Typewriter Topics pointed out that as long ago as 1876, William Ozmun Wyckoff (of Wyckoff, Seamans and Benedict fame) had written to later Remington president John Walter Earle predicting that “the ultimate future of the typewriter would be in the home”. Topics believed the Remington portable had brought that prophecy to fulfilment. “The advent of the portable machine … marks the definite advance into the other and wider field [beyond business] …”
Quite why it took Remington 11 months to finally launch the machine remains uncertain. Topics suggested it was because of the “insistent demands of the business world” and from salesmen to make standards a priority, causing congestion at plants such as Ilion and Syracuse. Was it only because a post-Revolution Russian order for Smith Premiers fell through, allowing space to make the Remington portables at Syracuse? Was it because, as Topics also claimed, Remington was in no haste and wanted to take their time in perfecting the machine before putting it on the market. This last notion, of prolonged finickiness, makes little economic sense, since a large gap pretty much remained in the portable market from the end of 1919, factoring in the slow and unsteady drip of Underwood three-banks. Perhaps Remington simply wanted to first let the Gourland enterprise come to its inevitable demise?
Remington’s planning for a real portable certainly took at least four years. It was primarily designed by John Henry Barr, who, meeting the challenge of the Corona 3 head-on, first applied for a patent on the machine on August 12, 1915 (US1267356A). Barr said in his application, “One of the main objects of the invention is to produce a machine … in which a contraction of the [standard, four-bank] keyboard may be readily effected at will, in order to reduce the compass of the machine and thus facilitate packing and transporting or carrying the machine. A further object of my invention is to provide a comparatively small, cheap and light yet highly efficient typewriting machine.” A patent for the final design was applied for on May 21, 1918, and issued on October 28, 1919 (US1320034A).
Barr wasn’t a full-time Remington employee, but a professor of machine design and mechanical engineering at Cornell University. And before his portable reached the market, he had had plenty of staff help from experienced Remington engineers like English-born Arthur William Smith and Arthur J. Briggs. A superb outcome was always a very strong possibility.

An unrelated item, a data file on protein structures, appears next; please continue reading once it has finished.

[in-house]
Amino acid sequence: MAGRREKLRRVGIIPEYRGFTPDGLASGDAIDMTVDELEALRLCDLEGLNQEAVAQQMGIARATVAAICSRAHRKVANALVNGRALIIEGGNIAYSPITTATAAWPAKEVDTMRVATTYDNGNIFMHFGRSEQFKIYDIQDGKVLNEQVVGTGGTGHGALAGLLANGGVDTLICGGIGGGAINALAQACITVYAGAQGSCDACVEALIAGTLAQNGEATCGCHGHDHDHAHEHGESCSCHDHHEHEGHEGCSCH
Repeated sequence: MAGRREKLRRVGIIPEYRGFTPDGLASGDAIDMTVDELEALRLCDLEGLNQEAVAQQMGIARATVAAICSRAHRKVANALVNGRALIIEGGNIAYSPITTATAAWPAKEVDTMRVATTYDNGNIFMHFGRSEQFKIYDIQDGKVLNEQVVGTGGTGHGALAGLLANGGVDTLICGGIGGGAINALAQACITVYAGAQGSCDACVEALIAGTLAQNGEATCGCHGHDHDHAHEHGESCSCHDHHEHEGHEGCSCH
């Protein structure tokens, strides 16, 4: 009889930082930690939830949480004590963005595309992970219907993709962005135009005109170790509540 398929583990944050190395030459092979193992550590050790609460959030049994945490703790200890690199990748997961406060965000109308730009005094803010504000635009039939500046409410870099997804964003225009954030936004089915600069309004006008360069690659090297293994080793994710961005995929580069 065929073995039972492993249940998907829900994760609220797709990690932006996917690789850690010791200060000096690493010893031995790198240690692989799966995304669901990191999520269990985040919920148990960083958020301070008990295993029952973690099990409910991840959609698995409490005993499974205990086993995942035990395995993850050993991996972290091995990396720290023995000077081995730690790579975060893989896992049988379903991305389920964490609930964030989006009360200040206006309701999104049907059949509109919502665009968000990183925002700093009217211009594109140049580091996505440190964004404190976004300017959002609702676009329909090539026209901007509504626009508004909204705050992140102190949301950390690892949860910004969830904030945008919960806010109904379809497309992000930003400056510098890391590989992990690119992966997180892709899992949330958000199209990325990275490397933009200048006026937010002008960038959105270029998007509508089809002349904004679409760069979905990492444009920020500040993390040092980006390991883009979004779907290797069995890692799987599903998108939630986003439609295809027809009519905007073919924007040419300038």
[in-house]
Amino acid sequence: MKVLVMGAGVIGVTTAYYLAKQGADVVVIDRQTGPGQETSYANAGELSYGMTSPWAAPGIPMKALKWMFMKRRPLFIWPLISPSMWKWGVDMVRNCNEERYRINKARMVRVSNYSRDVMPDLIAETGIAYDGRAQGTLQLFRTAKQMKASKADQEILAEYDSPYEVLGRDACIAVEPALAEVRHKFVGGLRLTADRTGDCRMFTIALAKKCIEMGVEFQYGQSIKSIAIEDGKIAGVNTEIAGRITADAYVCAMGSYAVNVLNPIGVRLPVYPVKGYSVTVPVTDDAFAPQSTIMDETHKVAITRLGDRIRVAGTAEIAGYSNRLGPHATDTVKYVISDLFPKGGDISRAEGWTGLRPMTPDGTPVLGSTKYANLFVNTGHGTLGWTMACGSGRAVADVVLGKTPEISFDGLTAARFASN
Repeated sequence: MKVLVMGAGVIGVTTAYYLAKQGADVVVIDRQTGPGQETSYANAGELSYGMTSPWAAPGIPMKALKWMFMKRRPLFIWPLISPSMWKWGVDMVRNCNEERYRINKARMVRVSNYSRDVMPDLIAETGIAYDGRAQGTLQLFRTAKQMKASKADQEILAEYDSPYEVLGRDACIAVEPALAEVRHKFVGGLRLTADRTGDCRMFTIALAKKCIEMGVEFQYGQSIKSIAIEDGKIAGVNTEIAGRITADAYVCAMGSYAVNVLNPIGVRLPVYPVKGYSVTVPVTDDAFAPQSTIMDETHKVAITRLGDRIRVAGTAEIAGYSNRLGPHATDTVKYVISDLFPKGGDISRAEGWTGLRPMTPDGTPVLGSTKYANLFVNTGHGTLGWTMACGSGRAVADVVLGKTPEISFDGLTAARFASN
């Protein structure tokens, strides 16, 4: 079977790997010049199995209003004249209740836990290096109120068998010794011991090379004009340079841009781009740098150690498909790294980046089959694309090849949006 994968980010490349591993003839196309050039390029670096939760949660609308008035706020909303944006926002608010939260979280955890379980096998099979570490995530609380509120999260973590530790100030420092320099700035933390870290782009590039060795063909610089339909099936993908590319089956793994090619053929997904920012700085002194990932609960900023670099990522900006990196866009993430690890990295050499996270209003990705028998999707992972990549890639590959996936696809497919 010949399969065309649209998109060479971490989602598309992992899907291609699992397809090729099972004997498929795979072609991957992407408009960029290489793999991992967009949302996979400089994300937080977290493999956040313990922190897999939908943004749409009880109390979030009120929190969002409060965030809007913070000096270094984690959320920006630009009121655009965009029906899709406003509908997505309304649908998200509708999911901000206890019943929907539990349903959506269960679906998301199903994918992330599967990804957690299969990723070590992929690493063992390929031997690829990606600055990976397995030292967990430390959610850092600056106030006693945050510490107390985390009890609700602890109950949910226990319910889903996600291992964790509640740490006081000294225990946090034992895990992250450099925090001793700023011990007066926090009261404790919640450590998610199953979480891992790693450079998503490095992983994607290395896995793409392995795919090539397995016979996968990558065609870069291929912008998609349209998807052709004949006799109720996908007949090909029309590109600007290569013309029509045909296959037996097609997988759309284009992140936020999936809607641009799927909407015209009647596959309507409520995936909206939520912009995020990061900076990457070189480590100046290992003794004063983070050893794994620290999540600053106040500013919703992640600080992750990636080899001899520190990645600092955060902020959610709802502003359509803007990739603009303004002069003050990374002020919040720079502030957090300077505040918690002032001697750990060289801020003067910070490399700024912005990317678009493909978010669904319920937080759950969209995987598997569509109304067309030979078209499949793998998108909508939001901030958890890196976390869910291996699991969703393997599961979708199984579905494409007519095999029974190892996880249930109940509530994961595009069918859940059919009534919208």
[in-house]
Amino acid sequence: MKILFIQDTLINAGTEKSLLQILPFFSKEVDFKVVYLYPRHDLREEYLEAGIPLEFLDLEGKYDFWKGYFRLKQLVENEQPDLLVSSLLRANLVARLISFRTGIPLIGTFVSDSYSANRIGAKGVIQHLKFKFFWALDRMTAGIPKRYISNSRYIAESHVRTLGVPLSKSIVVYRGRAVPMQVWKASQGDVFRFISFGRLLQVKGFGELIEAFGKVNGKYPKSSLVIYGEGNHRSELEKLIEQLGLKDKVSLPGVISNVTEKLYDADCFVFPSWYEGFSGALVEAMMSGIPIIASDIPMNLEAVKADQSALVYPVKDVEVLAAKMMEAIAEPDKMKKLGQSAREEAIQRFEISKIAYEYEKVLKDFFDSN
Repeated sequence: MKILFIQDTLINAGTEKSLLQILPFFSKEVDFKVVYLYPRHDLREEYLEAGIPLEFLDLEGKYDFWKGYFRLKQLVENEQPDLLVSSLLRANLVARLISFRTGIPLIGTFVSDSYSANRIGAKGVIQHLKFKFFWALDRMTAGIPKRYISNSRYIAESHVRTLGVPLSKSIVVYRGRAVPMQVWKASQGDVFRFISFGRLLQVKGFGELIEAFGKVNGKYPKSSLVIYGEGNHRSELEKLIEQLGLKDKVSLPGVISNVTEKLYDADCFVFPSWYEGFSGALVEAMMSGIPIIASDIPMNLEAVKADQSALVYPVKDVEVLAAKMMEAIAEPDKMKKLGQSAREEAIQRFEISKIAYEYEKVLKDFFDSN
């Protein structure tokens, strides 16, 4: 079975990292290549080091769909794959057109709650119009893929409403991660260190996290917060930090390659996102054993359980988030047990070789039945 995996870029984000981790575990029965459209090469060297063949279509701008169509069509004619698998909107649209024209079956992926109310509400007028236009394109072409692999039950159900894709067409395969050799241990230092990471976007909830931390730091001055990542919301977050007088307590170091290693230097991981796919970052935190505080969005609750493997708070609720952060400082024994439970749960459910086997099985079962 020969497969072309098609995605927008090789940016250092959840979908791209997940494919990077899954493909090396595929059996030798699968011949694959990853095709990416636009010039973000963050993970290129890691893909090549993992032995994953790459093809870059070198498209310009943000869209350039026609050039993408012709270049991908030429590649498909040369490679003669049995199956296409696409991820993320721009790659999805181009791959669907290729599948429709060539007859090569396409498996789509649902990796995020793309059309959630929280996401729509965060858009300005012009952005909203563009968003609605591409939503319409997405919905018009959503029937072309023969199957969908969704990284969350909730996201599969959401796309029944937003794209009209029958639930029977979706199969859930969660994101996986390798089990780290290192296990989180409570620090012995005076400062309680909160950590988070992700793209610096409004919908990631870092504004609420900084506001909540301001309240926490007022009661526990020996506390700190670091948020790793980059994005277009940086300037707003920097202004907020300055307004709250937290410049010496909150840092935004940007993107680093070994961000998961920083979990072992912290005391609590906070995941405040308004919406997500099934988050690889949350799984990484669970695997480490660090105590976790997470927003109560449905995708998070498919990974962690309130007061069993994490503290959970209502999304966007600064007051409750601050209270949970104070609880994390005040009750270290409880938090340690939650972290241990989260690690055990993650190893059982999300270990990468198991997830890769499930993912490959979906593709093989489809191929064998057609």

With that in mind, Topics, reporting in November 1919 on Remington’s soaring, portable anticipatory stock value, referred to “Wall Street dope” about “a public announcement of discontinuance of selling by the Remington company of a side-line – ‘a well-known make of portable typewriter’ – the inference being that this either has been unprofitable or that more money would be made from the sale of an entirely new portable typewriter of Remington make.”
The “portable” to be discontinued was the Syracuse-made Remington Junior, which was taken off the market and replaced by a rehashed Junior, the Century No 10, in June 1919. Launched to great fanfare and very heavy nationwide advertising in July 1914, the $50 Junior was no match for the same-priced but genuinely portable Corona 3. The Century had an even shorter career, being discontinued in 1921. But as Richard Polt points out on his The Classic Typewriter Page Present Remington Portables, “The situation is complicated by a few Century typewriters that are essentially just Remington Juniors with a Century name decal.” Barr also chiefly designed the Junior.
While clearing the decks in its former Union Trust range of factories, Remington was quite probably blindsided by a Lithuanian-born arms dealer for the Russian Revolution, and general international wheeler-dealer, Michael Jacob Gourland.
In hindsight it seems to have been most opportunistic of Gourland to set up the Gourland Typewriter Corporation in February 1919 (capitalised at $2 million) and to make a widely-advertised public offering for $250,000 cumulative preferred stock in the company in mid-February 1920. The corporation said it had already contracted to manufacture 50,000 of its machines, labelled the “Baby Grand”, by the end of 1920 alone, and that production would subsequently increase.